The toolkit, available online and in hard copy, is divided into three sections: media outreach, targeted outreach, and resources. The media outreach section includes tips and template documents to help plan and promote your events. The targeted outreach section provides details about substance use disorders that are tailored for specific audiences. The resource section shares information to help you prepare for events and suggests organizations in which you could consider partnering.

Mentors for Teens in the Justice System - Reclaiming Futures in Dayton Issues Call to Community

juvenile-court-mentors_top-story-WDTN In June, Reclaiming Futures Montgomery County in Dayton, OH, held a successful event asking members of the community to mentor teens in the justice system struggling with alcohol and drug issues. (Dayton already has a great track record in this area, having already recruited and trained over 190 "natural helpers" for these youth.) 
The event garnered a news story in the Dayton Daily News, “Kids in Juvenile Court in Need of Mentors,” and it was the "top story" (see right) on the evening news, in a story called, "Helping Teens with Mentors
Great work, team!

Related Post: Reclaiming Futures sites in Bristol County, MA, and Forsyth County, NC, also recently reached out to the community for assistance in working with teens involved in drugs, alcohol, and crime.
Bonus Related Post: Having trouble organizing successful outreach? You may be missing a key element from the community: families with children involved in the juvenile justice system. Check out this post for tips on how to engage these families and others.

Effective Practice in Juvenile Justice - and More: Roundup

 
Teens in Lockup - a Documentary and a Photo Project about Juveniles in the Justice System

  • juvenile-justice-reform_screenshot-from-JuviesClick on the screen shot at right to check out four short clips from "Juvies," an award-winning documentary from 2004 focusing on youth in California's juvenile justice system who were tried as adults and received extremely harsh sentences (photo at right is of "Sandra). You might also be interested in the "syllabus" assembled by the filmmakers in response to frequent requests for additional classroom resources to supplement the film. 

 

2010 Grants for Mentoring Children of Prisoners

teen-mentoring-children-of-prisoners_Smarties-with-dollar-signsI'm pleased to be able to pass on the news that the U.S. Department of Health and Human Services' Family and Youth Services Bureau (FYSB) is offering an expected 80 grants worth between $200,000 and $1 million per year for up to three years to provide one-to-one mentoring for children of incarcerated parents. I'm especially pleased that the grant solicitation explicitly expects a positive youth development focus in programming provided to the young people. 
FYSB also plans to make eight awards for similar statewide projects. Eligible states include the 15 states with the highest number of incarcerated prisoners: California, Texas, Florida, New York, Georgia, Ohio, Pennsylvania, Michigan, Illinois, Arizona, North Carolina, Louisiana, Virginia, Alabama and Missouri. Native American tribes and tribal entities in these states are also eligible, and applications from tribal entities not in these states but with high numbers of incarcerated Native Americans, will also be considered. Annual awards will range between $1.5 million and $2 million for up to three years.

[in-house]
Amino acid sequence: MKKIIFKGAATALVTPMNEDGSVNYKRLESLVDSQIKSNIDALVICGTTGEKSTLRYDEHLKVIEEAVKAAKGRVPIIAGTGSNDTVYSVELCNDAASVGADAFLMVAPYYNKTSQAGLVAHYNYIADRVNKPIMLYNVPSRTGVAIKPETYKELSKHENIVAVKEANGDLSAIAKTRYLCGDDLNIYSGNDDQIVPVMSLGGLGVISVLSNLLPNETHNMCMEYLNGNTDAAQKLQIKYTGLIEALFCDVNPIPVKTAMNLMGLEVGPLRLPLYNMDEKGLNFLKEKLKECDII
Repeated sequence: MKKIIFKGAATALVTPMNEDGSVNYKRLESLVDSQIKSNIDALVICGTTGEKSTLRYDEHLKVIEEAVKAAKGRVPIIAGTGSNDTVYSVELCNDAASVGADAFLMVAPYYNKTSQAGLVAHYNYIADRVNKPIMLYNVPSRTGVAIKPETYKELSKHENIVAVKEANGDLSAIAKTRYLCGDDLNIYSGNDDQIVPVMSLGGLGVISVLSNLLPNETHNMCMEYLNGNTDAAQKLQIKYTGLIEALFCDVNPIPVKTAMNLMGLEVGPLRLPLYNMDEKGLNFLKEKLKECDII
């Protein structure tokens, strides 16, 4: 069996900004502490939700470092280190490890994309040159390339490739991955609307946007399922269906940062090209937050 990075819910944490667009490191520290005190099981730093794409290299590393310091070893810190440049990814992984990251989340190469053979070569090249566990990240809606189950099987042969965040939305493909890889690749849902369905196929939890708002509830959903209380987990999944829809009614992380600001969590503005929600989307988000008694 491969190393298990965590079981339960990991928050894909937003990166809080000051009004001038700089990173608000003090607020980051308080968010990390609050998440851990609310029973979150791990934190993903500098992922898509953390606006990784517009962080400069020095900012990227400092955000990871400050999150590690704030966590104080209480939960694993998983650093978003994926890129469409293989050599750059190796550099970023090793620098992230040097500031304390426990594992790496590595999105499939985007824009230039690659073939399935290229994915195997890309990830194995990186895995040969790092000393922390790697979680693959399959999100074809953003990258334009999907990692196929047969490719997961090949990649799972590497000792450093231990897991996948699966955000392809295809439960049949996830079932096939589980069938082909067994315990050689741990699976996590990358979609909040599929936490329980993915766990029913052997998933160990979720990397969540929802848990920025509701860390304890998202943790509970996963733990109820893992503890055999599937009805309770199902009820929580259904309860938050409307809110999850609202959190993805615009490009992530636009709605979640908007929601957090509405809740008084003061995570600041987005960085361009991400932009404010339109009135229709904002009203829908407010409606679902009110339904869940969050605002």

Application deadline for both is July 30, 2010.

Good for You!

[The following post is reprinted with permission from the blog at the Pongo Teen Writing website. The author has recently posted "Writing from Kids in the Juvenile Justice System: In My Blood to Be a Drunk" and "Poetry as Treatment for Youth in the Juvenile Justice System" on this blog.  Photo by hojusaram. -Ed.]
 
juvenile-justice-system-writing_99-blue-balloonsThough Pongo is completely focused on the youth in the program, there have been a few surprising times when the teens have taken care of me. I appreciate it, but I also think it shows a talent in them.

I remember working with a young man in juvenile detention who was gang involved. He wrote about feeling forced to be a man, in the gang way, by carrying a gun on the streets and dealing drugs. He wrote about not knowing any other life. On a deeper level, he wrote about not having a dad, about struggles with loneliness.  He had been suspicious of the writing at first, and we talked for a long time before we began. But when we were done, as he was leaving, he turned to me and said, “It’s very nice of you, sir, to take your time to help young people.”

Once I was leading a poetry workshop with a large group of youth at the state psychiatric hospital. After a nice beginning, they wanted to move on from the writing activities that I had brought. They wanted to write on their own, about issues that were very much on their minds. They worked quietly. And as they finished I would call individuals forward to read. While each person read, the other youth would pause, listen, and applaud, and then continue with their own work. Though I rarely become emotional while working with kids, the writing in this session was so poignant, dealing with suicidal feelings, that I started to cry. The group was calm and quiet, and one teen walked to the back of the room to get me a box of tissues. And we carried on.

Juvenile Justice System Funding - More from OJJDP for 2010

juvenile-justice-system-funding_smarties-with-dollar-signsThe good folks at the Office of Juvenile Justice and Delinquency Prevention (OJJDP) simply don't quit -- and for that, we should be glad. Once again, they've announced more funding opportunities: